It should be obvious on its face that the sort of fraud that Goldman Sachs is alleged to have participated in is illegal -- after all, the SEC is in fact, bringing a claim against the financial giant.
But there's a talking point emerging: since it's possible to bring these sorts of charges against Wall Street firms anyway, what's the point in more regulation? On "Meet The Press" this weekend, Representative Marsha Blackburn (R-Tenn.) probably believed she was making a trenchant point when she took pains to note that, "The Goldman charges that have come forward now... have come forward under existing SEC rules." She had just finished decrying government overreach and insisting that the "free market" had "no expiration date," so I'm pretty sure I know the score when it comes to her opinion of regulatory reform.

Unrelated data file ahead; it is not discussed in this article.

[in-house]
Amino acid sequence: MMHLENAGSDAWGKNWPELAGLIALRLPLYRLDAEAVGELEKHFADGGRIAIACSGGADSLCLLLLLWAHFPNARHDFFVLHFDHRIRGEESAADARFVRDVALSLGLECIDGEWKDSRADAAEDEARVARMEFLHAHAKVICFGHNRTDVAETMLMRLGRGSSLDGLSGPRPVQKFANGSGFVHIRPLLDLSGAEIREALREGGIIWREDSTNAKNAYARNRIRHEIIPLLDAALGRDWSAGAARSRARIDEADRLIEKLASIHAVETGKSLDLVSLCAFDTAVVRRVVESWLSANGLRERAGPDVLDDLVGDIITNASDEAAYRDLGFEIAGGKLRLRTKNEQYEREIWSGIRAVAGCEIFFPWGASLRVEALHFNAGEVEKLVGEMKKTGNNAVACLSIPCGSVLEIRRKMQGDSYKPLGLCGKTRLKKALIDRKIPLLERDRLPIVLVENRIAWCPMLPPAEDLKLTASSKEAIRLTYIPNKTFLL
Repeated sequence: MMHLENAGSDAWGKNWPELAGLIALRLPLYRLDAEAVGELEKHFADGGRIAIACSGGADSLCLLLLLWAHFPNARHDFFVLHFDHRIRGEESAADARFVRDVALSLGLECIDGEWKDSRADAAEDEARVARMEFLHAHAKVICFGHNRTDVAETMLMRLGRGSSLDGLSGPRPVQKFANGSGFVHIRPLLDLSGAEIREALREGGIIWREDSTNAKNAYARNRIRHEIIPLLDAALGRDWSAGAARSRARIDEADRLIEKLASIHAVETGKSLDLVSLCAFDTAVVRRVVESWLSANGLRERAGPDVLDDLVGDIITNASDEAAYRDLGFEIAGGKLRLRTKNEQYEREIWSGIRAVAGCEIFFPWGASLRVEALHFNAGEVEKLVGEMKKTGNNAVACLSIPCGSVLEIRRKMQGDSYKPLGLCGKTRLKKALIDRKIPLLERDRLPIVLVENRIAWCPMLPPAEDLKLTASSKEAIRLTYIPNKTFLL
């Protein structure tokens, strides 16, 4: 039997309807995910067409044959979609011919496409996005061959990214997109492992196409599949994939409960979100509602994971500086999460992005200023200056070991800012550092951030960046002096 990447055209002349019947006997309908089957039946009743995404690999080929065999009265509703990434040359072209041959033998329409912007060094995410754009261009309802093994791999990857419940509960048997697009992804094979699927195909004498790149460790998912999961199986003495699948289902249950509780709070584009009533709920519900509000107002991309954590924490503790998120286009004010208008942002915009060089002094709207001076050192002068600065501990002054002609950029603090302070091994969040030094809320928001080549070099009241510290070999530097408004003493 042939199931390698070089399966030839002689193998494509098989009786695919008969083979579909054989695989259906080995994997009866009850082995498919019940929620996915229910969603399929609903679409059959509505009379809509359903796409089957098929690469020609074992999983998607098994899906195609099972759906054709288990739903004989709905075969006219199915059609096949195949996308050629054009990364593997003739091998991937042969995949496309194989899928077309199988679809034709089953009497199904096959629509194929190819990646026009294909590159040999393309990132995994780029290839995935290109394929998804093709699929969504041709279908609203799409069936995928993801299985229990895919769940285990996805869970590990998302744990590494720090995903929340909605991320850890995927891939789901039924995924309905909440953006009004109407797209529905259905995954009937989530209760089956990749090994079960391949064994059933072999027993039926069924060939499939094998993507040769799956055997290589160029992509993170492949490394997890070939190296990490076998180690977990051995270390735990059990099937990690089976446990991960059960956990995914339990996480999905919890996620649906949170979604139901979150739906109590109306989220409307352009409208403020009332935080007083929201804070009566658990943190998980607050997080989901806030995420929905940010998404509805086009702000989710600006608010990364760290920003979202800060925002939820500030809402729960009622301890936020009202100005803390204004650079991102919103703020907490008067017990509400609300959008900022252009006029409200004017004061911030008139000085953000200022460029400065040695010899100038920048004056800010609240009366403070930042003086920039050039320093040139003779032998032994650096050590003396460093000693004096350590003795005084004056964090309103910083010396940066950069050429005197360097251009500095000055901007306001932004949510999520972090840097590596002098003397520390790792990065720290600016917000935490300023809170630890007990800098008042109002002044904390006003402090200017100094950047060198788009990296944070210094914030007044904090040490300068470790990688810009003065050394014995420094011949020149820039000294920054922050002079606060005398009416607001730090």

Nevertheless, one of the whole points of reform is to prevent such fraud from ever happening in the first place. And over at TAPPED, Tim Fernholz goes into detail on how the reform bill "in a number of areas would make the scheme less likely to work and more likely to be detected." The proposed Consumer Financial Protection Bureau would create regulations to make the sorts of bad loans that Goldman played shell games with less likely to default. It would take steps to end the dark market of derivatives and swaps that kept investors in the dark. Finally, regulators will be armed to take a hard look at interactions between financial institutions.
This is just a distillation, of course. I encourage you to read Fernholz's explanation in its entirety.